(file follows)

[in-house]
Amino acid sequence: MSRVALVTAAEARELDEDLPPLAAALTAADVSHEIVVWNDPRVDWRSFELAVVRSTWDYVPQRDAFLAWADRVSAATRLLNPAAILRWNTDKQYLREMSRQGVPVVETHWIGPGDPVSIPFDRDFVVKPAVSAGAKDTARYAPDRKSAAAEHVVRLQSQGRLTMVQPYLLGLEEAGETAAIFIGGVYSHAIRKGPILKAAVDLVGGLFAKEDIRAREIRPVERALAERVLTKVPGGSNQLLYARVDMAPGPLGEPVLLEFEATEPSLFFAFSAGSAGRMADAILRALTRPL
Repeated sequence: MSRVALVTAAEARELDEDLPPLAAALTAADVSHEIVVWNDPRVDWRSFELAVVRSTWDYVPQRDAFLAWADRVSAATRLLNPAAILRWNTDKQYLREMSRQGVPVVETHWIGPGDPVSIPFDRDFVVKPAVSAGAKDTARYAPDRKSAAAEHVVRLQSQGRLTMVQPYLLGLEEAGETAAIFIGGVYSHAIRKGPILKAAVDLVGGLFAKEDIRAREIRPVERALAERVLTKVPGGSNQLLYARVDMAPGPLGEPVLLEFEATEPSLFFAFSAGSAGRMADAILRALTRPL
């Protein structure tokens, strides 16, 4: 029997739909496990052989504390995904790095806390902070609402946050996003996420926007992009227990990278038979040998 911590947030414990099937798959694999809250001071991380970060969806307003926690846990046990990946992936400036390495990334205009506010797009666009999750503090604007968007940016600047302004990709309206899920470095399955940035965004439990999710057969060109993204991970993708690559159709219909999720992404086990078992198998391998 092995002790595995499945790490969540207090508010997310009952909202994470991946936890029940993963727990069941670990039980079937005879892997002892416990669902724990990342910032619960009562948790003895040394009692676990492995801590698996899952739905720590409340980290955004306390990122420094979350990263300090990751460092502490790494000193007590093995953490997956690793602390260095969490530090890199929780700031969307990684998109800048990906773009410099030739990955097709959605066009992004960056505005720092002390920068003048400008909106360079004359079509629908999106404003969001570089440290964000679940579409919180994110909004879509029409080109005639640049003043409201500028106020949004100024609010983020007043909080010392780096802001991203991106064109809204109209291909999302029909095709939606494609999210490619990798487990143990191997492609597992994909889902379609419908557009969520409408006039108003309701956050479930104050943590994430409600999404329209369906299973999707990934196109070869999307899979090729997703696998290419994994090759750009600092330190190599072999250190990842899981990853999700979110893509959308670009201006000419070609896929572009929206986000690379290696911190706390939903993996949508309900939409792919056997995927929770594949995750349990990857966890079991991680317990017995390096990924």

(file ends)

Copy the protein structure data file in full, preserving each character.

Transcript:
[in-house]
Amino acid sequence: MSRVALVTAAEARELDEDLPPLAAALTAADVSHEIVVWNDPRVDWRSFELAVVRSTWDYVPQRDAFLAWADRVSAATRLLNPAAILRWNTDKQYLREMSRQGVPVVETHWIGPGDPVSIPFDRDFVVKPAVSAGAKDTARYAPDRKSAAAEHVVRLQSQGRLTMVQPYLLGLEEAGETAAIFIGGVYSHAIRKGPILKAAVDLVGGLFAKEDIRAREIRPVERALAERVLTKVPGGSNQLLYARVDMAPGPLGEPVLLEFEATEPSLFFAFSAGSAGRMADAILRALTRPL
Repeated sequence: MSRVALVTAAEARELDEDLPPLAAALTAADVSHEIVVWNDPRVDWRSFELAVVRSTWDYVPQRDAFLAWADRVSAATRLLNPAAILRWNTDKQYLREMSRQGVPVVETHWIGPGDPVSIPFDRDFVVKPAVSAGAKDTARYAPDRKSAAAEHVVRLQSQGRLTMVQPYLLGLEEAGETAAIFIGGVYSHAIRKGPILKAAVDLVGGLFAKEDIRAREIRPVERALAERVLTKVPGGSNQLLYARVDMAPGPLGEPVLLEFEATEPSLFFAFSAGSAGRMADAILRALTRPL
């Protein structure tokens, strides 16, 4: 029997739909496990052989504390995904790095806390902070609402946050996003996420926007992009227990990278038979040998 911590947030414990099937798959694999809250001071991380970060969806307003926690846990046990990946992936400036390495990334205009506010797009666009999750503090604007968007940016600047302004990709309206899920470095399955940035965004439990999710057969060109993204991970993708690559159709219909999720992404086990078992198998391998 092995002790595995499945790490969540207090508010997310009952909202994470991946936890029940993963727990069941670990039980079937005879892997002892416990669902724990990342910032619960009562948790003895040394009692676990492995801590698996899952739905720590409340980290955004306390990122420094979350990263300090990751460092502490790494000193007590093995953490997956690793602390260095969490530090890199929780700031969307990684998109800048990906773009410099030739990955097709959605066009992004960056505005720092002390920068003048400008909106360079004359079509629908999106404003969001570089440290964000679940579409919180994110909004879509029409080109005639640049003043409201500028106020949004100024609010983020007043909080010392780096802001991203991106064109809204109209291909999302029909095709939606494609999210490619990798487990143990191997492609597992994909889902379609419908557009969520409408006039108003309701956050479930104050943590994430409600999404329209369906299973999707990934196109070869999307899979090729997703696998290419994994090759750009600092330190190599072999250190990842899981990853999700979110893509959308670009201006000419070609896929572009929206986000690379290696911190706390939903993996949508309900939409792919056997995927929770594949995750349990990857966890079991991680317990017995390096990924």